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The foundation stone for St Luke’s Church on the west side of Whitmore Square was laid on 11 September 1855 by Governor Sir Richard Graves MacDonnell, assisted by the Anglican bishop of Adelaide, Dr Augustus Short. The bluestone building, designed by Edmund Wright and constructed by Thomas Hall, was consecrated on 14 February 1856. The land on which the church was built was donated by the Society for the Propagation of the Gospel in Foreign Parts.

In 1874 a rectory designed by EJ Woods was erected next to the church. The rectory was later extended and the church renovated and redecorated. In the 1860s a school room was added. In 1878 an organ built in Adelaide by Johann Wilhelm Wolff was installed in the church. Further additions to the complex and church were made in the 1880s and 1890s.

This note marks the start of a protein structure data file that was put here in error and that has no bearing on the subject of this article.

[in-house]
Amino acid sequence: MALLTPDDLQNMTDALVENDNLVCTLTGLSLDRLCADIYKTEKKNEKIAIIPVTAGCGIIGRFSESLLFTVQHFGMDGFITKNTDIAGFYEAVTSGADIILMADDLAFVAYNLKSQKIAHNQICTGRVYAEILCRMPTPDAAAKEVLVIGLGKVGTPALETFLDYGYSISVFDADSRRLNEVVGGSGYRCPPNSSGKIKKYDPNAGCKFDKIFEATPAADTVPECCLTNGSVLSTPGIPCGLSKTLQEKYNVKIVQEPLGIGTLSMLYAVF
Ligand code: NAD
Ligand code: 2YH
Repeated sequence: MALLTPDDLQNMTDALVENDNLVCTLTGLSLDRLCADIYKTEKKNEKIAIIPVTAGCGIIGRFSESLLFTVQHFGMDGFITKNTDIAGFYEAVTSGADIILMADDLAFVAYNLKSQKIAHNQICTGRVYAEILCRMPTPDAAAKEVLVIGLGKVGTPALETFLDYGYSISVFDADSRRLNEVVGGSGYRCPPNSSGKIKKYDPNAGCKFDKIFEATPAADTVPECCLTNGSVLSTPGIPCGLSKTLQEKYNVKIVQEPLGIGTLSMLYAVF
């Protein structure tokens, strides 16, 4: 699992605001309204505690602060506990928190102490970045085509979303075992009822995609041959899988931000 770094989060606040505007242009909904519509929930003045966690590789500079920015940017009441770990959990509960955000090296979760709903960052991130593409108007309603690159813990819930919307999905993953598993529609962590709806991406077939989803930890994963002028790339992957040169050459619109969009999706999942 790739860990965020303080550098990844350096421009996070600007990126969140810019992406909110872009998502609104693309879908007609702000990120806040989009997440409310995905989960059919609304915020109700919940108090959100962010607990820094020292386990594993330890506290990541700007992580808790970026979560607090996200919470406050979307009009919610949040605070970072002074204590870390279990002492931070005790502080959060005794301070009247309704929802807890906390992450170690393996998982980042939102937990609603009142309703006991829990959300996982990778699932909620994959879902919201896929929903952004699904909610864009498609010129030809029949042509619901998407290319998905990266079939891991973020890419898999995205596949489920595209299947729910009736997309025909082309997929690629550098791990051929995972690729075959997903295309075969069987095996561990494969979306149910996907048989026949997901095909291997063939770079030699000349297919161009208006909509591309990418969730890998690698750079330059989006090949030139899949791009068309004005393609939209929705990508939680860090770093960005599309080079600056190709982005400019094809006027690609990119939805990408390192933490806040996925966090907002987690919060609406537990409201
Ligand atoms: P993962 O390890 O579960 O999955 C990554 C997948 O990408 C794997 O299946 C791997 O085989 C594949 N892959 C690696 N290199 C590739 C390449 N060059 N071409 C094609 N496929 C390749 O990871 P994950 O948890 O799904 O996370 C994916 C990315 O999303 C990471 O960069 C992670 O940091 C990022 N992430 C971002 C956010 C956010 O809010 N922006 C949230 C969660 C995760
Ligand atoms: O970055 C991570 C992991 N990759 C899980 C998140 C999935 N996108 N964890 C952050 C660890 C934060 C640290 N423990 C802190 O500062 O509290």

In April 1992 the church, including the organ, were destroyed by fire. St Luke’s was rebuilt with much community support, which reflected the long history of the church in the provision of social and welfare services such as accommodation and support to homeless youth.

A congregation continue to meet at St Luke's which remains part of the Diocese of Adelaide. St Luke's charitable works still include a number of programs with marginalised communities in the square mile of Adelaide. 

By Jude Elton, History Trust of South Australia

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Image: A large stone church bordered by a wooden picket fence and a handful of trees. Part of a dirt street is visible in the foreground
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